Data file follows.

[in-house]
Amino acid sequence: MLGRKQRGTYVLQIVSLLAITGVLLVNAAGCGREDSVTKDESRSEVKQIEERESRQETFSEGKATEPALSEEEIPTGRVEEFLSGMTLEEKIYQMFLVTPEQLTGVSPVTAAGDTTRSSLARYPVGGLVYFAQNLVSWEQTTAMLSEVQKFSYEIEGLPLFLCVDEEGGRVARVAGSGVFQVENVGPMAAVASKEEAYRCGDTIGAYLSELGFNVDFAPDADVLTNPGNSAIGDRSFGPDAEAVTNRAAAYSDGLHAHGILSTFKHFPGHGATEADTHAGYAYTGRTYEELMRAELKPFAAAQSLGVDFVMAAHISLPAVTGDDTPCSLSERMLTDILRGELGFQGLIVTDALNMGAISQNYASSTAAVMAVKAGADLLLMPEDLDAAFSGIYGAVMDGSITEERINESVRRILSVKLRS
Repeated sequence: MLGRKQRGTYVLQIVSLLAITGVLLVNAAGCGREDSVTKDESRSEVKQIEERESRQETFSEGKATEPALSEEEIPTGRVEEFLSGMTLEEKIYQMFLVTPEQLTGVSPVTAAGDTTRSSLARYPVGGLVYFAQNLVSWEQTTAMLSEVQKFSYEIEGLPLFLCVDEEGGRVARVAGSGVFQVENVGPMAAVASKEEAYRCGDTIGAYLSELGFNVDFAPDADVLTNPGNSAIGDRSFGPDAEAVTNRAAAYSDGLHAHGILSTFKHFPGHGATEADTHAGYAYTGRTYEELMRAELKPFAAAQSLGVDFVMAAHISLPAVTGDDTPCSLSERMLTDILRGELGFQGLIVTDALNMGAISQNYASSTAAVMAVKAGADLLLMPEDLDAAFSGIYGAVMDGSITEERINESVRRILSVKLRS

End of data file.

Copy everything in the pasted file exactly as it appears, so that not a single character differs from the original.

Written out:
[in-house]
Amino acid sequence: MLGRKQRGTYVLQIVSLLAITGVLLVNAAGCGREDSVTKDESRSEVKQIEERESRQETFSEGKATEPALSEEEIPTGRVEEFLSGMTLEEKIYQMFLVTPEQLTGVSPVTAAGDTTRSSLARYPVGGLVYFAQNLVSWEQTTAMLSEVQKFSYEIEGLPLFLCVDEEGGRVARVAGSGVFQVENVGPMAAVASKEEAYRCGDTIGAYLSELGFNVDFAPDADVLTNPGNSAIGDRSFGPDAEAVTNRAAAYSDGLHAHGILSTFKHFPGHGATEADTHAGYAYTGRTYEELMRAELKPFAAAQSLGVDFVMAAHISLPAVTGDDTPCSLSERMLTDILRGELGFQGLIVTDALNMGAISQNYASSTAAVMAVKAGADLLLMPEDLDAAFSGIYGAVMDGSITEERINESVRRILSVKLRS
Repeated sequence: MLGRKQRGTYVLQIVSLLAITGVLLVNAAGCGREDSVTKDESRSEVKQIEERESRQETFSEGKATEPALSEEEIPTGRVEEFLSGMTLEEKIYQMFLVTPEQLTGVSPVTAAGDTTRSSLARYPVGGLVYFAQNLVSWEQTTAMLSEVQKFSYEIEGLPLFLCVDEEGGRVARVAGSGVFQVENVGPMAAVASKEEAYRCGDTIGAYLSELGFNVDFAPDADVLTNPGNSAIGDRSFGPDAEAVTNRAAAYSDGLHAHGILSTFKHFPGHGATEADTHAGYAYTGRTYEELMRAELKPFAAAQSLGVDFVMAAHISLPAVTGDDTPCSLSERMLTDILRGELGFQGLIVTDALNMGAISQNYASSTAAVMAVKAGADLLLMPEDLDAAFSGIYGAVMDGSITEERINESVRRILSVKLRS